Endodontists Not Likely to Get Implant Referrals

Laird Harrison

September 01, 2011

September 1, 2011 — General dentists will refer patients to endodontists for a lot of reasons, but implant placement is not likely to be among them, according to a pair of surveys recently published in the Journal of Endodontics.

The first study, published online August 1, found that only 33.8% of general dentists believe endodontists should place implants.

The finding comes against a backdrop of controversy about when implants should be placed, and who is most qualified to place them. As implants have improved, some patients who would once have opted for root canal therapy are now choosing implants instead.

"I think the specialty of endodontics is seriously considering implants," Michelle R. McQuistan, DDS, assistant professor of dentistry at the University of Iowa, Iowa City, and coauthor of the study, told Medscape Medical News.

Dr. McQuistan and colleagues mailed a survey to 1500 general dentists, of whom 366 responded.

Dr. McQuistan also was coauthor of an earlier study published July 2009 in the same journal, which found that 57% of endodontists think they should be able to place implants.

"It's really interesting that the majority of endodontists thought that it's OK for endodontists to place implants, but the majority of general dentists did not," she said.

More and more endodontists are getting trained in implant placement, according to an interview the American Association of Endodontists released in response to the August study. At this time, 7% of the association members place implants, and 16% plan to place them in the future, said James C. Kulild, DDS, the president-elect of the American Association of Endodontists, in an interview.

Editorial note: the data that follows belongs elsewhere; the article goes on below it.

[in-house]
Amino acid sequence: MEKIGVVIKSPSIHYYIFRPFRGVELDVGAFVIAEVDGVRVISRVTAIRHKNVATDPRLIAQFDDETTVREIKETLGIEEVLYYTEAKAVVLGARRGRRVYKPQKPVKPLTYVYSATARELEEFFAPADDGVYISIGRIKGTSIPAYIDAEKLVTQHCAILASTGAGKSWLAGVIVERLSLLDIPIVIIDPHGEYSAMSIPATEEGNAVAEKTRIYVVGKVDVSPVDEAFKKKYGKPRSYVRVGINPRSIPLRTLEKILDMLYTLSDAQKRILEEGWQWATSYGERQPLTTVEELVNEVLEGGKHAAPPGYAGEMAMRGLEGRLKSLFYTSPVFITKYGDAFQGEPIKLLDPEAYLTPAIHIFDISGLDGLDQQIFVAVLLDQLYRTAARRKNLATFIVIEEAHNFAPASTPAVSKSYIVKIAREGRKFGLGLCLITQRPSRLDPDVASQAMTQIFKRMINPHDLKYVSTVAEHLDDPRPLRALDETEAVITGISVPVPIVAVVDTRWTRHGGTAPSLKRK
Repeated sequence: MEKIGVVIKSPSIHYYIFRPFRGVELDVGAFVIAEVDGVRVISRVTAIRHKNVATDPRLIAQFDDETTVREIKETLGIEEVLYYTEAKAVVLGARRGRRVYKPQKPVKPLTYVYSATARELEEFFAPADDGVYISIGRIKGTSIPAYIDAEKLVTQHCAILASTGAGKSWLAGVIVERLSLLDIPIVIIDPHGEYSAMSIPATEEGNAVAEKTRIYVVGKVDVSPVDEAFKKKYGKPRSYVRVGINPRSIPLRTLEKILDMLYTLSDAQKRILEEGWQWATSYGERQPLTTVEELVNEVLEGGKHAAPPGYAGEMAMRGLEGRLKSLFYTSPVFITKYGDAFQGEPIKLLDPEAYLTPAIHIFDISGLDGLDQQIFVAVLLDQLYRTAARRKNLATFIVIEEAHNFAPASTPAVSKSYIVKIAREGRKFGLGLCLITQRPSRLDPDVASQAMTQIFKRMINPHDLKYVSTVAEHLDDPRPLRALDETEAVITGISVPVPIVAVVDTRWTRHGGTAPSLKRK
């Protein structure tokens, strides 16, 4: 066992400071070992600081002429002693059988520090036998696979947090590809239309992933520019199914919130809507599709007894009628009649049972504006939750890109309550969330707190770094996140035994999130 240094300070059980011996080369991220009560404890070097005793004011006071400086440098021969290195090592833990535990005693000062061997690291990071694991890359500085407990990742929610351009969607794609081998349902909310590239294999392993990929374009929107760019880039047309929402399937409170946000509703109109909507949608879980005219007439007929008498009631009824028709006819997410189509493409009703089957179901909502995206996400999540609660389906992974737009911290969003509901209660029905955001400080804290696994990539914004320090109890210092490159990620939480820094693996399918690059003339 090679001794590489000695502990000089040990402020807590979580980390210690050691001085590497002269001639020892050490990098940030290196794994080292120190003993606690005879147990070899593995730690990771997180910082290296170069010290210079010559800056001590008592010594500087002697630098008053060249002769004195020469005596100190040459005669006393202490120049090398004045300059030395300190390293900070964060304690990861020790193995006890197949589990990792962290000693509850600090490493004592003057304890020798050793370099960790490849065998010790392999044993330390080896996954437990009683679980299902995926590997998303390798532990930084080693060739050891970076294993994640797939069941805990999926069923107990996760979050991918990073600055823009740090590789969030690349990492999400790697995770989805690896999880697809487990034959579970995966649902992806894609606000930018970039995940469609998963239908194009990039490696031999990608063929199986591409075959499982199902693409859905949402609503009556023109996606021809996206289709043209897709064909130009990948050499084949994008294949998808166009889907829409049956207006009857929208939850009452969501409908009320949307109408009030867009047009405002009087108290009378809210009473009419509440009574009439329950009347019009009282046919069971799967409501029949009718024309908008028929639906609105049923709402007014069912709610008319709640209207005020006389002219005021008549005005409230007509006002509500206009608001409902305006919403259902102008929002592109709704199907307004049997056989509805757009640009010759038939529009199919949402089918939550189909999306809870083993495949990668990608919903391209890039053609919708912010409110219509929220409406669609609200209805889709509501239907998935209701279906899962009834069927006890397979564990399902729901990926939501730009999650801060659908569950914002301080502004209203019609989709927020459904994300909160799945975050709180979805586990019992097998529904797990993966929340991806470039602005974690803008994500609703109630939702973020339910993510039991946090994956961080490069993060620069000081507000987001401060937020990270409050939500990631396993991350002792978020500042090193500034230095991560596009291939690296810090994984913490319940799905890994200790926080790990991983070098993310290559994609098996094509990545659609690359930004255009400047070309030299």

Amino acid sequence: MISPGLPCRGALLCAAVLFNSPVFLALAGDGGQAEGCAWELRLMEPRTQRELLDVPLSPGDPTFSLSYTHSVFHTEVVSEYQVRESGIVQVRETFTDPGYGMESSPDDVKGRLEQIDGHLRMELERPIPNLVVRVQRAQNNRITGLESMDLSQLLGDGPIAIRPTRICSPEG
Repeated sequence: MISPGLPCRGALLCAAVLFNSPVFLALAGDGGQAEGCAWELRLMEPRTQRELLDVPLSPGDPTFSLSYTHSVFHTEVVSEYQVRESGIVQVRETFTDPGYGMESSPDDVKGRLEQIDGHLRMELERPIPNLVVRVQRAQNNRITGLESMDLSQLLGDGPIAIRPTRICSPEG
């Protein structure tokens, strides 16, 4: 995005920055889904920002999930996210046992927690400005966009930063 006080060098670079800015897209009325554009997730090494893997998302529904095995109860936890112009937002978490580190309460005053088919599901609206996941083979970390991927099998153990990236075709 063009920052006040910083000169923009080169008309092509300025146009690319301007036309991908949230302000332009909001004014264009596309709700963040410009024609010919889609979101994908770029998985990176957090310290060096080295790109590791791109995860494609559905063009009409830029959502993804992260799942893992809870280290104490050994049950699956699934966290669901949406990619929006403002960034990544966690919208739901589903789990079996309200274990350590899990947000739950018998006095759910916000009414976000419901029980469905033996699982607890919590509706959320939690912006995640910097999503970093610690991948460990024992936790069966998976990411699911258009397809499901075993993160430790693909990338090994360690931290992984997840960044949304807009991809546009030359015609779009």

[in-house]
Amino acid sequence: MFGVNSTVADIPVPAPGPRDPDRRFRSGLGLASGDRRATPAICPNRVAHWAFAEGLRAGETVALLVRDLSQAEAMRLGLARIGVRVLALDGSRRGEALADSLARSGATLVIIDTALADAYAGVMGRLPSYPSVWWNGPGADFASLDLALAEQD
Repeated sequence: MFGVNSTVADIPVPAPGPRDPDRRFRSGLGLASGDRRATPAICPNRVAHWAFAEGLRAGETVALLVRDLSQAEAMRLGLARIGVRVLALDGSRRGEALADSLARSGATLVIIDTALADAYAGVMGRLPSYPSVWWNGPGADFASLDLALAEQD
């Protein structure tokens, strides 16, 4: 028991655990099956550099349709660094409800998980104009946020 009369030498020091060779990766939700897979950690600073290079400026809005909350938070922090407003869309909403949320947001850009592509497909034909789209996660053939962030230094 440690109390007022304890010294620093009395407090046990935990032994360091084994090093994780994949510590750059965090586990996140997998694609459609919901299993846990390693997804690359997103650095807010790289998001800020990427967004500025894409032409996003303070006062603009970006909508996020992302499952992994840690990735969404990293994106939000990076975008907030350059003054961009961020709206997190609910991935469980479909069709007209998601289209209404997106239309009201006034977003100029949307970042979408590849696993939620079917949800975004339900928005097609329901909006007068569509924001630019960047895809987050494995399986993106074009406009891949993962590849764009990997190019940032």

They are getting the training both as part of their specialty education and in courses offered by implant companies, he said.

However, the fact that relatively few endodontists have gotten into implants so far may explain why general dentists do not think of referring implant patients to them, Dr. McQuistan said. "Also, general dentists may be anticipating placing implants themselves," she said.

Kim Gowey, DDS, a general dentist and past president of the American Academy of Implant Dentistry, told Medscape Medical News that anyone who gets the proper training should be allowed to place implants. However, he questioned whether endodontists are best qualified. "Their surgical scope is much less than periodontists or oral surgeons," he said. "I'm not sure why they want to be in the implant area, except for financial reasons."

Dr. McQuistan said she does not think endodontists are pursuing implants because fewer teeth are being restored. She said a third of endodontists have experienced a loss of business in recent times, but a third have experienced a gain, and a third are holding steady.

The main reasons most endodontists do implants is as a service to patients who might want to work with fewer practitioners, according to Dr. Kulild.

Dr. Gowey is certified both by the American Academy of Implant Dentistry and by the American Board of Oral Implantology. However, these credentials are not recognized by the American Dental Association, and any dentist can legally place implants, he said.

So when do general dentists refer patients to endodontists? Another study, published in the September issue of the Journal of Endodontics, found that general dentists refer about 46% of patients needing root canals to endodontists.

Endodontists were most likely to get referrals from general practitioners if they followed up reports and images in a timely way, referred patients back for restorations, and accommodated patients' schedules, the survey found.

The July and August studies were funded by grants from Delta Dental of Iowa. The authors of the 3 studies have disclosed no relevant financial relationships.

J Endod. 2011;37:1191-1196. Abstract

J Endod. 2009;35:966-970. Abstract

J Endod. Published online August 1, 2011. Abstract

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